Emily Scheck, a cross-country runner at Canisius College in Buffalo, New York, was cut out of her family’s lives after her mother found a photo of the girl she was dating. Scheck’s father went so far as to drive to Buffalo from Rochester with all her belongings, remove the license plates from her car and fill the automobile with all her belongings that were at home with a note that she was never to speak with the family or her siblings again.
Scheck’s friends launched a GoFundMe campaign which raised approximately $25,000 for her living expenses.
Wrote the campaign: “To stay in school, Emily works two jobs: one at Wegmans and the other, a work study job on campus. She is on her way to declaring herself an independent and hard working individual but has been struggling to support herself while completing schoolwork and competing at a high level. All the working, running, and school assignments leave Emily no time to actually be a kid in college. Emily has no home, and has no family supporting her. In 2019, she will no longer be on her parents health care plan and will have a whole new set of expenses to be covered. She was kicked out of her home for being herself. No one deserves to have their home and siblings taken away from them for being their true selves. Though she has made a new home in Buffalo through her teammates and her girlfriend, Justyna, we can no longer stand by and do nothing.”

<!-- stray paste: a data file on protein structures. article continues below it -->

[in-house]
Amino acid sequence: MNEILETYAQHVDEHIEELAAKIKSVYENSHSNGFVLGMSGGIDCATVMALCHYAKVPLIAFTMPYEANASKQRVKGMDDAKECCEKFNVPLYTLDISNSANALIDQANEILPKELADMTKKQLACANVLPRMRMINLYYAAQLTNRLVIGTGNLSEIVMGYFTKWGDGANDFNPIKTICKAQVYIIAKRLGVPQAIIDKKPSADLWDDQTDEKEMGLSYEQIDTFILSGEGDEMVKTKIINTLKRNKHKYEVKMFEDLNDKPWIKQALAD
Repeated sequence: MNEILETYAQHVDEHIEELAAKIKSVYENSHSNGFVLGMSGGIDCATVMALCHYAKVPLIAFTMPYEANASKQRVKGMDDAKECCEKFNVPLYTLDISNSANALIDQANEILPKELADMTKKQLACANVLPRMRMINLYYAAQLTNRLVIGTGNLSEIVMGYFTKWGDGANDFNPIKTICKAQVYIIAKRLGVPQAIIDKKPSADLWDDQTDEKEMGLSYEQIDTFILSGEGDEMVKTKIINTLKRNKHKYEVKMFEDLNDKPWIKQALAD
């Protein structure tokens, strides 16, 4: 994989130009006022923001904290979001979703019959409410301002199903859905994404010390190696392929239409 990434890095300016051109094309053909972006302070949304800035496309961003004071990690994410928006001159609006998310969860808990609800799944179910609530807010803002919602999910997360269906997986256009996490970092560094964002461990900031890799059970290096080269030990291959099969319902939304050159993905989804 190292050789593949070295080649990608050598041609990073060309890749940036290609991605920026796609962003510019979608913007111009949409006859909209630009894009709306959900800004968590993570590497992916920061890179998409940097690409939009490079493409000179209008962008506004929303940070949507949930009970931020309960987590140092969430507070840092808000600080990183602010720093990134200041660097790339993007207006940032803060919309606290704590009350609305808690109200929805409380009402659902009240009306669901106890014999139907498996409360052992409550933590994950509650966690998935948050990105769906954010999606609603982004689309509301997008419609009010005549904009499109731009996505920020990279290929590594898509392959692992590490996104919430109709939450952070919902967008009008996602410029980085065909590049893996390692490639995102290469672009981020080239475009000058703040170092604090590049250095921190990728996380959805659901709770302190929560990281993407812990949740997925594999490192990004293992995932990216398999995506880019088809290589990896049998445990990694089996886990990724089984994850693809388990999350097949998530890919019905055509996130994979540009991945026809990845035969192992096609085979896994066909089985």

Now the NCAA says that she must give all the money back or lose eligibility, Outsports reports: “She said she was contacted by an NCAA compliance officer at Canisius College and told she had two options, per his communication with the NCAA: Return every penny and maintain her NCAA eligibility, or keep the money and leave the cross-country team.She said the school offered to try to find some way to work with the NCAA to then raise some money all over again, but there were no guarantees. She claims lawyers were going to have to get involved, and there was no assurance she’d come out the other side of it with a penny.”
Canisius College is standing by the NCAA: “After a review by the College’s compliance staff, and following consultation with the NCAA, it was determined that the online crowdfunding webpage was organized and promoted in a manner not permitted under NCAA legislation. Canisius informed the student-athletes that it would be necessary to end the online fundraising effort and work with the website host to return the donations received in order to preserve the student-athlete’s eligibility.”